Katerina Koci charts the development of the promised land motif, starting from its biblical roots and examining its reception over the centuries until the present day. As her cornerstone, Koci uses Hans-Georg Gadamer's claim that there are two complementary paths towards understanding and knowledge: science and art. Thus, to be faithful to the creed of the great hermeneutist, Koci ventures into both topics, arguing that while science sets out historical-critical analysis of the promised land motif in the Hebrew Bible and its later receptions, art enriches the interpretation with its literary illustrations.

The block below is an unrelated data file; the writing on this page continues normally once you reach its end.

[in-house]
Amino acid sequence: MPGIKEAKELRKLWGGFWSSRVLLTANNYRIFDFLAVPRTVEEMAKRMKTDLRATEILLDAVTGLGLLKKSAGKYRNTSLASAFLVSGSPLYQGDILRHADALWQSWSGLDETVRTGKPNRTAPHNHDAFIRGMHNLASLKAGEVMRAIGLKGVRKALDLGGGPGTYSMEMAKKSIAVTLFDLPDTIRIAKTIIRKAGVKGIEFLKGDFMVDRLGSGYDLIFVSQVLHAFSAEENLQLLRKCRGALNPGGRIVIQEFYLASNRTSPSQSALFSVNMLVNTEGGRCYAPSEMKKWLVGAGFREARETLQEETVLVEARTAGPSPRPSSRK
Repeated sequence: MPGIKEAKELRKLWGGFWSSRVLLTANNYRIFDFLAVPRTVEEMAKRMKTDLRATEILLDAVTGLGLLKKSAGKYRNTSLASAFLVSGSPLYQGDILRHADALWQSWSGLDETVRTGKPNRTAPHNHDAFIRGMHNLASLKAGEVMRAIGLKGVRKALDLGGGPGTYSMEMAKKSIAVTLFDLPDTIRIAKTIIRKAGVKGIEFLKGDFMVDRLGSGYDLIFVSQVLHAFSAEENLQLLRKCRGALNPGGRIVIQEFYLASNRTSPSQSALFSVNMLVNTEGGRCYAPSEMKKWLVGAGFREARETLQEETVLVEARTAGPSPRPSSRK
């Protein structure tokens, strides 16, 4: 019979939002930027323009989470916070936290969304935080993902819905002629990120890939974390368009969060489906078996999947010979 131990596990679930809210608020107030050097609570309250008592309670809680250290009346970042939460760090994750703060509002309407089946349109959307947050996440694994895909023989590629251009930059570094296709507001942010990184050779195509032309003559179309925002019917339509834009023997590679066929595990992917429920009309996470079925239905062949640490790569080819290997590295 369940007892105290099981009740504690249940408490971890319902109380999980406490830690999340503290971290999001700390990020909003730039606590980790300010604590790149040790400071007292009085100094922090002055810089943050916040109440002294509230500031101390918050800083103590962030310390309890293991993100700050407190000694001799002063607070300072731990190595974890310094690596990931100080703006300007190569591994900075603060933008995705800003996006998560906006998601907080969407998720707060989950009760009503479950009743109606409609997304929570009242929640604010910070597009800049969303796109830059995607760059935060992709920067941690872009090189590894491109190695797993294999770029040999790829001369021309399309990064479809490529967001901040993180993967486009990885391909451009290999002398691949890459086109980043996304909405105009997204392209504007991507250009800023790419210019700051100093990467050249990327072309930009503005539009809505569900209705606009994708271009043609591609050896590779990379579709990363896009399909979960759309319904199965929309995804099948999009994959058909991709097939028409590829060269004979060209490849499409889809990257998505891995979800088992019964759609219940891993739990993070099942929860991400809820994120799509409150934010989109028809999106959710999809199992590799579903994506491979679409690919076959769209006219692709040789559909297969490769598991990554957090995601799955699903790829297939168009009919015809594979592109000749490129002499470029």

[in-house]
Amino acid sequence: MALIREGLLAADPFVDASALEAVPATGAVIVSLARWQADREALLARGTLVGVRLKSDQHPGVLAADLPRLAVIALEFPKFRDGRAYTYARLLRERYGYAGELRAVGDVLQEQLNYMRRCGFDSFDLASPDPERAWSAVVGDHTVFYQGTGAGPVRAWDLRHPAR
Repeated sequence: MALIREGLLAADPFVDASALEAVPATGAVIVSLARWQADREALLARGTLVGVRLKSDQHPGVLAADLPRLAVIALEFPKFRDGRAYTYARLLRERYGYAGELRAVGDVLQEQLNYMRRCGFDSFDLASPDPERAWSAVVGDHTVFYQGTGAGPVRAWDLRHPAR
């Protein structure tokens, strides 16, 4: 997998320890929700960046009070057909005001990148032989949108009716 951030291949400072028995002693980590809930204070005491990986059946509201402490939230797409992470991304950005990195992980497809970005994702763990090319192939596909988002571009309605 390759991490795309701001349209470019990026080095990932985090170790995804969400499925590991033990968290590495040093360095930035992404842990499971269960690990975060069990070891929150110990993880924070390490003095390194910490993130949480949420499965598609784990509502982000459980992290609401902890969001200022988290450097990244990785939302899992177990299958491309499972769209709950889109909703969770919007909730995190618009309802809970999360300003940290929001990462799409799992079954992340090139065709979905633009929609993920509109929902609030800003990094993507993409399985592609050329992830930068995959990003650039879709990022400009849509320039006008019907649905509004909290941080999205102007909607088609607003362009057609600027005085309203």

This volume places particular focus on American contexts, since the concept of the promised land is so deeply intertwined with American religious-political mythologies, and with the art of John Steinbeck and Walter Brueggemann in particular. By discussing artistic interpretation in biblical hermeneutics, the context and reception of Genesis 15.7 and Exodus 3.8 in the Hebrew Bible and New Testament, and the history of the promised land motif and its interpretations, Koci argues that artistic receptions of biblical motifs are crucial for biblical scholarship in opening new hermeneutical and thematical horizons.